Sublime/40 oz sun
I have loved sublime since I can remember. I chose the 40 oz sun to do my art appreciation term paper on and my question would be, what is the history behind this piece and what was going on in Opie's life at the time to influence him to do this piece?
Thanks for the question. You're actually my first allexperts question ever. Your question is a little out of my area of "expertise" but I'll give it the old college try. I very briefly met Opie many, many years ago but meeting him is not the right choice of words. More accurately, I was in the same room or area as him. He wasn't a super social or particularly friendly person with people he didn't know well. I don't think that I ever talked to him at all.
I can only guess what was going on in his life at the time that he created the famous Sublime sun that appears on 40 Oz. to Freedom. There were a lot of hard drugs being consumed in the LB Sublime scene in the early 90's so there was that influence in the piece. Looking at the sun and seeing a little of the Long Beach Sublime scene of the late 80's and early 90's I'm going to speculate and say that Opie was struggling with the temptations of drugs (and alcohol) that were everywhere.
I don't know if we'll ever know exactly what the history behind the sun is and what was going on in Opie's life at the time until he says so. I searched through a decent amount of Opie interviews and I didn't find anything that I thought would be helpful.
I'm going to turn you over to the real experts right now. I've copied and pasted two posts from Matt Maguire on the subject from allexperts. I hope that they are very helpful. This first one is from April 7, 2007.
Happy Easter or Passover, etc. There have been a few theories on the elements of the 40oz sun, but I'd be lying to you if I told you I knew anything more than my own speculations and the speculations of others -- it really hasn't been talked about by a more reputable source (like Opie Ortiz, the artist). If you post regularly on Sublime Spot, I'm sorry, but I'm going to repost what "Beany" said:
"I always had a theory over the Sublime sun. Here it goes:
You think of the LBC, Cali, the west coast, what do you think of, stereotypically? Sun, sea, sand and surf. Party time, with good music and great scenery. And look! The 40oz cover has a sun! So all's happy, right?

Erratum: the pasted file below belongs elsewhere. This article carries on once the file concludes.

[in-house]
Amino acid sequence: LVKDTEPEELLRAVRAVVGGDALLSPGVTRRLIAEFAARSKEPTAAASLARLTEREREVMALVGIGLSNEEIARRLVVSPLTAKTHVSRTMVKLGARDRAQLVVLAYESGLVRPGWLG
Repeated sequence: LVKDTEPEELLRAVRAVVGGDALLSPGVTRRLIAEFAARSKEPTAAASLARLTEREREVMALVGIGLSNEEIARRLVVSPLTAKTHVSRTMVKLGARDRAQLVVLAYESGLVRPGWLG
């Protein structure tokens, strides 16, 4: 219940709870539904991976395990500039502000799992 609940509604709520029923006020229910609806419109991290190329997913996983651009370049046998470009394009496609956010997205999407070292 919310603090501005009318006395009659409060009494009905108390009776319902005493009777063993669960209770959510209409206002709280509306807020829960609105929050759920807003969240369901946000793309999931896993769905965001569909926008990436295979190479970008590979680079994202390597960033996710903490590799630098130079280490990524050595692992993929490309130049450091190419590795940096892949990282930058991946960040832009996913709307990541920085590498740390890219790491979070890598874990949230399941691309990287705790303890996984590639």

Look closer, what do you see? A genie, offering temptation, the devil likewise. A maggot, a hypodermic needle, a skull and a skeleton. What the artwork metaphorically shows, to me, is that although Cali is a fun, laid-back place to be, all is not as it seems. Even the actual sun seems depressed, by it's expression. Scratch the surface, and all is not well.
Of course, if you avoid the temptations, perhaps you just see a sun.
I thoroughly agree with this thoughtful insight and have a couple things to add which I think are in his theory, but aren't expressed outright.
There's certainly a drug theme to the image since the head is made out of a mushroom. Also, the skeleton of a fish is an omen on its own; Brad's tattoo in his left forearm also had a black fish skeleton, in the place where he would shoot his heroin. Later, Opie (same artist) added waves reminicent of Cali, but filled those waves with toxic waste barrels, track, and needles...not all serene.
But like "Beany" I'm going to step back and invite you to make your own theory and admit that I don't know for sure.
The following one is from December 6, 2010
Below is a copy of my previous answer to this question:
I've been asked once before actually, but I don't think there is a definitive answer because Opie Ortiz has never talked about it -- that I know.
You probably know, but Opie Ortiz drew the infamous sun logo for the 40oz to Freedom album, in a tattoo style since he is a tattoo artist. In the vein of a successful tattoo, it stands alone as a great piece of art, but has layers of personal story in parts of the whole. I don't know the stories, so this is speculation, but it's definitely a dark tattoo.
The sun itself is a symbol of what we know as California, a sunny and beautiful place, but you have references to drugs -- pot, crack, shrooms -- and references to death in several skulls and skeletons. There's an evil genie that almost seems to say "Be careful what you wish for" which I find to be scarily predictive (their wish of success lead to Brad picking up drugs to be more creative and ultimately lead to him losing the war with heroin). The devil (temptation), a dead fish, and a flower that's covered in thorns fill the rest of the sun. The only positive element in this sun is a peace sign, minuscule and crushed under the weight of the bad parts of the sun. It's an apt image for an album which wasn't recorded easily because Bud was hooked on heroin (his signature always has a peace symbol in the shape of a heart), and whose title track is about finding freedom in drinking excessive amounts of alcohol.
The crying sun inside the cover of Second Hand Smoke is self-explanatory, so I doubt you need that answered.
Thanks for making me put my thoughts down in text and please let me know if you have any other ideas or disagree.
Well good luck with your paper. I hope that this was a little helpful.